In order to study the performance of a typical hollow fiber
column in methanolwater separation and compare the results
to the former research, a benchmark of a membrane module like
those used in the past must be established first. Its mass balance
and its factual mass transfer were discussed as follows.

144

G. Zhang et al. / Separation and Purification Technology 56 (2007) 143149

First, a mass balances basic for the operation of a differential


distillation column should be established [911]. The modules
in the experiments are always run at total reflux, so its geometry
implies:
AG G = AL L

(1)

where AG and AL are the area of the vapor and the liquid, G and L
are the molar vapor and liquid fluxes in the column, respectively.
As constant molar overflow is also assumed, these flows are
independent of their position. Under these conditions, balances
on methanol in both vapor and liquid give the familiar operating
line:
y=x

(2)

where y and x are methanol concentration in the vapor and the


liquid, respectively. Finally, a balance on methanol in the liquid
alone can be written as:
0 = L

dx
Kx a(x x )
dz

(3)

where Kx is the overall mass-transfer coefficient based on the


liquid-side, x x* the mole fraction driving force, a the fiber
area per lumen volume of the module, and z is the position in
the column. These mass balances are easily integrated to find
the relationship between the number of transfer units and liquid
flow:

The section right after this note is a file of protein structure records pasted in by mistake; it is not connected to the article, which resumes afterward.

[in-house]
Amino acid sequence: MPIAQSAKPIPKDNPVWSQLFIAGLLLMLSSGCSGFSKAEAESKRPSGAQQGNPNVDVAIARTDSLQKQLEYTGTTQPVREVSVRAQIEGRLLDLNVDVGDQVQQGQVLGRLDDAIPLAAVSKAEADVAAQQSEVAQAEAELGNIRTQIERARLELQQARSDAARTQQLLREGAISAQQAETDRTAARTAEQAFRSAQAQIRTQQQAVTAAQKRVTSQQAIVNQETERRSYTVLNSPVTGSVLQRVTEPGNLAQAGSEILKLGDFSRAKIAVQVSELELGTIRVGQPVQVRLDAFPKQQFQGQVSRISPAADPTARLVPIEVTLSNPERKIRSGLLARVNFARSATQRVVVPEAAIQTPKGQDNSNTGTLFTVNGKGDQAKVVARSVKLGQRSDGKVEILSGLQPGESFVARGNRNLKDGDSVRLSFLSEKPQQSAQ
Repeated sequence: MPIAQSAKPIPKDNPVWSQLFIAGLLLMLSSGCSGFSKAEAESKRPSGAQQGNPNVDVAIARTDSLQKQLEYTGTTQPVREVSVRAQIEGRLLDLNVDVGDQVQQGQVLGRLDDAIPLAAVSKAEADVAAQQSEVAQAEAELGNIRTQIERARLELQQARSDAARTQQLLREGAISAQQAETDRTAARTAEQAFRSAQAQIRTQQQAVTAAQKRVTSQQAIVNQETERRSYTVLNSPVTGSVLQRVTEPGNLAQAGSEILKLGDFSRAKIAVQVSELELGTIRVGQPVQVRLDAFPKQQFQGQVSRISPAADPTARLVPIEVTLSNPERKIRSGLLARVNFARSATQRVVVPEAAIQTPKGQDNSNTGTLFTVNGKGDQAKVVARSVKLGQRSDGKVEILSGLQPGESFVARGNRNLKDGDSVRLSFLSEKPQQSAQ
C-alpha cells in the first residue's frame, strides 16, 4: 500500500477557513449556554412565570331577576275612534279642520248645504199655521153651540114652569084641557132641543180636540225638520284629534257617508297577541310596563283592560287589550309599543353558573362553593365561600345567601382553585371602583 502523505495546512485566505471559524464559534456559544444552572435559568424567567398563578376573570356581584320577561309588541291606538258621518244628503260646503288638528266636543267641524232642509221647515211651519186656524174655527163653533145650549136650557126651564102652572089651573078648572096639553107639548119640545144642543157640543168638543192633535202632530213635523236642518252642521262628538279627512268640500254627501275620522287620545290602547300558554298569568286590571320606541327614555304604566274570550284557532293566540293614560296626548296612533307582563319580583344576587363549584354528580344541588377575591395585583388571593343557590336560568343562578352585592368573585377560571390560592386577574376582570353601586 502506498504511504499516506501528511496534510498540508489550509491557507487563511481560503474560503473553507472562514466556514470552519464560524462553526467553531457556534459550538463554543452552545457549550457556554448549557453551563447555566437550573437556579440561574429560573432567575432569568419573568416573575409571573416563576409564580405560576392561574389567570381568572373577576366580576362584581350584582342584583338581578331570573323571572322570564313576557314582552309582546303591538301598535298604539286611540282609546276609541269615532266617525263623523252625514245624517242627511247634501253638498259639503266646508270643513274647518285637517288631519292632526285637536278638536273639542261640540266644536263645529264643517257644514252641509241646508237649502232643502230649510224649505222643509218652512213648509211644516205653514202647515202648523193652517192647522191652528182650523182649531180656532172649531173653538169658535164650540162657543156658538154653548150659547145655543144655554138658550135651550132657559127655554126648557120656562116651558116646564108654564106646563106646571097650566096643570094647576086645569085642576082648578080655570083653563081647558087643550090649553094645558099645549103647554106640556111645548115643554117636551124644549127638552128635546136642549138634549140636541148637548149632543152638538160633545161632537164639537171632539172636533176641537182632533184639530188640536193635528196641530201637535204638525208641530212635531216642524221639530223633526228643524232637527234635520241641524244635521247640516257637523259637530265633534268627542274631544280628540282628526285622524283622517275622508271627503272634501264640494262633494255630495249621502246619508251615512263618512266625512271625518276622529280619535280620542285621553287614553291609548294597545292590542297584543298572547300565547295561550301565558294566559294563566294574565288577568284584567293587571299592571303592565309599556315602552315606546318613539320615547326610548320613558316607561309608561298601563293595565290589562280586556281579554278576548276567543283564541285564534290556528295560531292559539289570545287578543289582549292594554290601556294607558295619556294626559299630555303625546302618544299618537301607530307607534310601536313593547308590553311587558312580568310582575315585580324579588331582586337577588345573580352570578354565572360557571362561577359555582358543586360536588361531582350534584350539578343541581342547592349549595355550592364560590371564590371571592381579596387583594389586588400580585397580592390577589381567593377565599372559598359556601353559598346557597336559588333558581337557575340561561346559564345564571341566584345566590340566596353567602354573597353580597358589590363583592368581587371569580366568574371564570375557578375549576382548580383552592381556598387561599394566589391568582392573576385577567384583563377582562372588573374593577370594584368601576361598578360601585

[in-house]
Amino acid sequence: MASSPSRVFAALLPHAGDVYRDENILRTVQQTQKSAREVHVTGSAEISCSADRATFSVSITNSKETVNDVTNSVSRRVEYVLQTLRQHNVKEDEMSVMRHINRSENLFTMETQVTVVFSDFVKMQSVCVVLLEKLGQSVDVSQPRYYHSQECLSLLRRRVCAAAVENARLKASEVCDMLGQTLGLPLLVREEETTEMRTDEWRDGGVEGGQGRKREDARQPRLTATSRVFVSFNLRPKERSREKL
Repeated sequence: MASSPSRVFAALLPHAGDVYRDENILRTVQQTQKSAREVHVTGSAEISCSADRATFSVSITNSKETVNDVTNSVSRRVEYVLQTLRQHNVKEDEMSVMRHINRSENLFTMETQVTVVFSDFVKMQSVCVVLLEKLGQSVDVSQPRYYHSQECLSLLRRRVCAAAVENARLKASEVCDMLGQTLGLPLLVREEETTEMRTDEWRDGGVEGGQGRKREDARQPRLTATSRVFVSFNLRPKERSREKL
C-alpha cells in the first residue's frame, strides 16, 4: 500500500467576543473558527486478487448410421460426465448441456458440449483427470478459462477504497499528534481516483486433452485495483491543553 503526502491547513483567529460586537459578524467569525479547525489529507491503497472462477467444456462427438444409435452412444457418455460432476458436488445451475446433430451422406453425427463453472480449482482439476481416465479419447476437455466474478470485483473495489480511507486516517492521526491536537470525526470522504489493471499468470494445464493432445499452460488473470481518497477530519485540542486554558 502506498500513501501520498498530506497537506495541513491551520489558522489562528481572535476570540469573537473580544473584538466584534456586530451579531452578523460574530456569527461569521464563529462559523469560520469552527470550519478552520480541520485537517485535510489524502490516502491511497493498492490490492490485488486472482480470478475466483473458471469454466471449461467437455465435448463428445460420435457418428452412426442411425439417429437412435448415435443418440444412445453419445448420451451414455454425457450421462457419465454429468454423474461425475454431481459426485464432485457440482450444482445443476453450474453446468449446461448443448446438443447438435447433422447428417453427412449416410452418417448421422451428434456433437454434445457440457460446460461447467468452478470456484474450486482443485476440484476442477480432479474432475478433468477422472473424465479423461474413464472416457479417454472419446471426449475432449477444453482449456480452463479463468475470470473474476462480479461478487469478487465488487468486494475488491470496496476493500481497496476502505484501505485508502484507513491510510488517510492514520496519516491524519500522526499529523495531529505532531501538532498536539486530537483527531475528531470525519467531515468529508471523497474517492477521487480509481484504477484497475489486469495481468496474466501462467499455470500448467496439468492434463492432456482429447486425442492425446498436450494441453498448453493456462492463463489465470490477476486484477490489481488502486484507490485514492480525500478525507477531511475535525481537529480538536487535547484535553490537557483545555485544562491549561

1
1
L

= x1
=
l
(4)

NTU
Kx a
x2 (dx/(x x ))
where l is the length of the column. The number of transfer units
(NTU) is a measure of the difficulty of the separation. From
this equation, the value of experimental overall mass-transfer
coefficient can be found, and the height of transfer units (HTU),
which is a measure of the efficiency of the column, can also be
worked out by:
L
l
=
.
HTU =
NTU
Kx a

(5)

From Eq. (4), the value of NTU changes with the fluid
mechanics and the overall mass transfer coefficient based on the
liquid-side. This mass transfer coefficient is complicated and
can be shown theoretically as:
1
cL
1
1
1
=
=
+
+
KL
Kx
kL
HkG
HkM

(6)

where kG , kL and kM are individual mass transfer coefficients


based on mole fraction driving forces in the vapor, across the
membrane and in the liquid, respectively. KL is an overall mass
transfer coefficient based on a concentration difference as a driving force, cL the concentration of liquid and H is the partition
coefficient.
In order to find which phase among the vapor, liquid and
membrane control the mass transfer process, results of past
experiments were used to estimate the individual mass-transfer
coefficients and compared with factual values by calculation

[7]. For the high liquid flow above the flooding limit, the Graetz
number is given as:
Gz =

d 2 vL
DL l

(7)

where d is the diameter of hollow fiber, vL the liquid velocity, and


DL is the diffusion coefficient in the liquid. As before, the Graetz
number is always found to be large in the experiments (Gz > 4).
Under these circumstances, mass transfer in the hollow fibers can
be described by the well-known Leveque solution [12], which
is a limiting case of the more general Graetz solution applicable
when the Gz is large:
 2 1/3
kL d
d vL
Sh =
= 1.62
(8)
DL
lDL
where Sh is the Sherwood number. In the meantime, if the
Reynolds number Re in the testing module is in the range of
0.5500, a mass transfer correlation on the shell side can be
described as below [3]:


kG d
Re de 0.93 0.33
Sh =
Sc
= 1.25
D
l
 2 0.93 

0.33
d u
= 1.25 e
(9)
l
D
where de is the hydraulic diameter for the shell side of the module, which is 0.4 cm here. and are viscosity and density
of the vapor, respectively. Inserting the property values of the
vapor and the liquid [13,14], the values of kG , kL and kM can
be calculated and the overall mass transfer coefficient based on
a concentration difference KL can be obtained for comparing.
Experimental results will be discussed in the following sections.
3. Experimental
3.1. Membrane and modules
The solvent methanol was HPLC-UV grade (Sinopharm
Chemical Reagent Co. Ltd., Shanghai, China) and used as